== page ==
Methods- Seventy-four of the shoulders had asymptomatic Stage I ON, 58 had asymptomatic Stage II ON, 46 had symptomatic Stage I ON, and 37 had symptomatic Stage II ON. The minimum followup was 10 years (average, 14 years; range, 10–20 years). The delay between the beginning of the corticosteroid treatment and the diagnosis of ON of the humeral head averaged 15 months (range, 6–24 months).

Results- We observed partial or total regression on MRI only in patients with asymptomatic Stage I ON. At last followup, pain had developed in 98 (74%) and collapse had occurred in 71 (54%) of the 132 previously asymptomatic shoulders. Of the 83 symptomatic shoulders, 68 (82%) had collapsed at the final followup. The time between diagnosis and collapse averaged 10 years for patients with symptomatic Stage I ON and 3 years for patients with symptomatic Stage II ON.

Conclusions- Stage at initial visit, occurrence of pain, and continuation of peak doses of corticosteroids predicted progression of disease in asymptomatic shoulders, whereas in the symptomatic shoulders, extent and location of the lesion were the main risk factors for progression…”

Stem Cells Used to Treat Avascular Necrosis of the Femoral Head

Collapsed femoral heads caused by osteonecrosis—otherwise known as avascular necrosis— unfortunately represent the root cause for approximately 10% of all hip replacements nationwide…

Occurring in more than 20,000 Americans each year, osteonecrosis of the femoral head is commonly diagnosed in patients in their 30s and 40s. The disease is caused by injury of the blood supply to the head of the femur, which is the ball portion of the hip’s ball and socket joint…

If unaddressed, this disease may ultimately lead to the collapse of the femoral head, requiring the patient to undergo a hip replacement. For patients in this age group, a total hip replacement is not ideal as it likely will wear out and the patient will require more surgery…

According to Wiznia, this treatment reduces the risk of the head of the femur from collapsing, and the stem cell therapy has shown promising results. Soon after the procedure, many patients with avascular necrosis experience rejuvenated blood supply to the area and the bone is repopulated with new cells. This can additionally alleviate the short-term need for a hip replacement.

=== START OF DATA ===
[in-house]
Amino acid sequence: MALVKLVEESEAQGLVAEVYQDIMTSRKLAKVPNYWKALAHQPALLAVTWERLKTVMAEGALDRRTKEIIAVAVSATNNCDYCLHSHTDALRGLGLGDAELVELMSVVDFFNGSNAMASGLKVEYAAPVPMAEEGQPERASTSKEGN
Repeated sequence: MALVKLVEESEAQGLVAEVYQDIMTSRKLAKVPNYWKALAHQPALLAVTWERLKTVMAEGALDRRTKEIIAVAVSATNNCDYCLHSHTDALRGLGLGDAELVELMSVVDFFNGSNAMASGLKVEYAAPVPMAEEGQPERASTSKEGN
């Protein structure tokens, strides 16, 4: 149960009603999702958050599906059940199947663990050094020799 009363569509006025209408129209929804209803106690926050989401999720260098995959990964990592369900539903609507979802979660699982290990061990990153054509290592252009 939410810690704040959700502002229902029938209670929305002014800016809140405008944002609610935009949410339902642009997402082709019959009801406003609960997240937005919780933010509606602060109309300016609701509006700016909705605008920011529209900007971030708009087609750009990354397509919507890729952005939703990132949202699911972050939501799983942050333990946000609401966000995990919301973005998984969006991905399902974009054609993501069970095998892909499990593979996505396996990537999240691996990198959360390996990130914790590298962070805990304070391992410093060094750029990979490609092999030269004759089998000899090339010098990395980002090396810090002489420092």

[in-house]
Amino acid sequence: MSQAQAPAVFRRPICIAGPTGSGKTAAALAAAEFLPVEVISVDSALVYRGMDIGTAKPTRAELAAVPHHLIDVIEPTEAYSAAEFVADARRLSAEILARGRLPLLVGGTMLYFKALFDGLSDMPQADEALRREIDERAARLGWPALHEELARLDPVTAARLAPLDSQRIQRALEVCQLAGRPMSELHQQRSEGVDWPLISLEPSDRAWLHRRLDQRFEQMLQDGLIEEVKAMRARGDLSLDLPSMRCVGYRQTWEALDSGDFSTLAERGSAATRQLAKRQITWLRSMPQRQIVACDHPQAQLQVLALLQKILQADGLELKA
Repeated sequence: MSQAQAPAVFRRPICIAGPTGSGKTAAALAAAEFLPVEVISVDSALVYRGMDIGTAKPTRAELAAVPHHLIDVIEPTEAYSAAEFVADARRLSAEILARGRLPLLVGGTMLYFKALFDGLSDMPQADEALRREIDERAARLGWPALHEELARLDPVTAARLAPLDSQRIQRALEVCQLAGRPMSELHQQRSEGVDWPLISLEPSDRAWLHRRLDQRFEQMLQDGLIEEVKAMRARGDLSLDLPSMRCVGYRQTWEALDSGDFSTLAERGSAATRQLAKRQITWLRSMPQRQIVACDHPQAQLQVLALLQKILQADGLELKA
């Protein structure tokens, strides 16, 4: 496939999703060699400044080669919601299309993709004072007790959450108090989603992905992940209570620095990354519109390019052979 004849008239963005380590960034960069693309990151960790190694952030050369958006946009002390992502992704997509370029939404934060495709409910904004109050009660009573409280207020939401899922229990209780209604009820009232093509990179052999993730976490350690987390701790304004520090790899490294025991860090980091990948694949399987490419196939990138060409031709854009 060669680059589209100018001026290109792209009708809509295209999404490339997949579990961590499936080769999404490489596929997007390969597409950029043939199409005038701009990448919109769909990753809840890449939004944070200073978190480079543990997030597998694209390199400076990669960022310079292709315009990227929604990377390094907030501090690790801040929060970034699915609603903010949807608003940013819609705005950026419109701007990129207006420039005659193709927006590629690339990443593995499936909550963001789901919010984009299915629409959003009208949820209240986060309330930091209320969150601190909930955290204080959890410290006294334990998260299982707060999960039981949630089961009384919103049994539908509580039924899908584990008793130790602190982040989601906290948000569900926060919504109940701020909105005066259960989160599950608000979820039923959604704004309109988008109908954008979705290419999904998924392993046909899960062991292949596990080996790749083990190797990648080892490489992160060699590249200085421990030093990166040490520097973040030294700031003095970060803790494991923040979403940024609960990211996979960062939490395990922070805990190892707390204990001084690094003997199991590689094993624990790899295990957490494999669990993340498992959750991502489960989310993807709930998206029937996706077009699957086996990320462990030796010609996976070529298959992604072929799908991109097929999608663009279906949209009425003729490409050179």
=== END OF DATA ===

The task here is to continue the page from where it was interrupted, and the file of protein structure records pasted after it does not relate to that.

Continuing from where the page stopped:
“This novel stem cell therapy has demonstrated improved pain and function, and the stem cells decrease the risk of the femoral head from collapsing,” Wiznia said. “This translates into fewer young patients requiring hip replacements, and subsequent surgeries in their later years…”

Comparisons of Ultrasound-Guided Platelet-Rich Plasma Intra-Articular Injection and Extracorporeal Shock Wave Therapy in Treating ARCO I–III Symptomatic Non-Traumatic Femoral Head Necrosis: A Randomized Controlled Clinical Trial

Background and Objective: Osteonecrosis of the femoral head (ONFH) is a devastating disease, and there is some evidence that extracorporeal shock wave therapy (ESWT) and intra-articular platelet-rich plasma (PRP) injection might alleviate pain and improve joint function in individuals with ONFH. The objective of this study was to compare the effectiveness and safety of PRP and ESWT in symptomatic ONFH patients.

Results: There were significant differences between groups in terms of changes over time for VAS, PPTs, WOMAC, and HHS since 3-month and maintained up to 12-month (P< 0.05, except for PPTs at 12-month). The simple main effects showed that the patients in PRP group had greater improvements in VAS (mean difference = − 0.82, 95% CI [− 1.39, − 0.25], P=0.005), WOMAC (mean difference = − 4.19, 95% CI [− 7.00, − 1.37], P=0.004), and HHS (mean difference = 5.28, 95% CI [1.94, 8.62], P=0.002). No related adverse events were reported.

Conclusion: This study supported the effectiveness and safety of both the PRP injection and ESWT in treating ONFH patients. For symptomatic patients with ONFH, intra-articular PRP injection appeared superior to ESWT in pain relief and functional improvement.